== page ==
Ashlar! That’s my new word for the day. I’ve been staring at ashlar walls and streets for much of my adult life, but I don’t remember even seeing the word before now. It took a lowly brick to bring it to my attention.
Ashlar is finely dressed (cut, worked) stone, either an individual stone that has been worked until squared or the structure built of it.
i discovered this in researching this aquaduct we passed on our day ride from Tropea. The aquaduct was interesting in its own right of course, but it also caught my attention because it was capped with a layer of brick. Aha! I’ve found my subject for the monthly challenge, thinks I. Now, if I can just learn something interesting about it to pass on so I don’t need to do something goofy like invent a sidekick or compose a haiku.
I found three references to this aquaduct, all written in pretty weak English. The first two described it as Roman, which I wondered about too at first except for its fine state of preservation. The third one though said it was commissioned in the late eighteen hundreds by the mayor of nearby Ricardi to develop a water source for the village. That sounds specific enough to be convincing.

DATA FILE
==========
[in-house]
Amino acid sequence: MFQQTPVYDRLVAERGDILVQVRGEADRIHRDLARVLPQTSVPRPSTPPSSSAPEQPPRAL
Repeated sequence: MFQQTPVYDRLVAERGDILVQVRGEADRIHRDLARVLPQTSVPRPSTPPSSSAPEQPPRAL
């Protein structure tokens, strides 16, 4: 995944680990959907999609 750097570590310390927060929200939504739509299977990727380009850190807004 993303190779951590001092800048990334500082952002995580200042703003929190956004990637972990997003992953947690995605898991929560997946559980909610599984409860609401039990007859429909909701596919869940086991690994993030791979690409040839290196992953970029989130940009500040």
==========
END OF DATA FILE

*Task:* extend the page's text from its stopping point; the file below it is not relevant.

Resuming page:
Also though, this article described it as an ashlar arch aqueduct, which led me to the Word for the Day.
So that’s interesting enough if you’re into bricks and stones. If you’re interested in biking also though, you could check out our day ride from Tropea.
And, in case you don’t go there, here’s a closer look at these two building materials in inaction: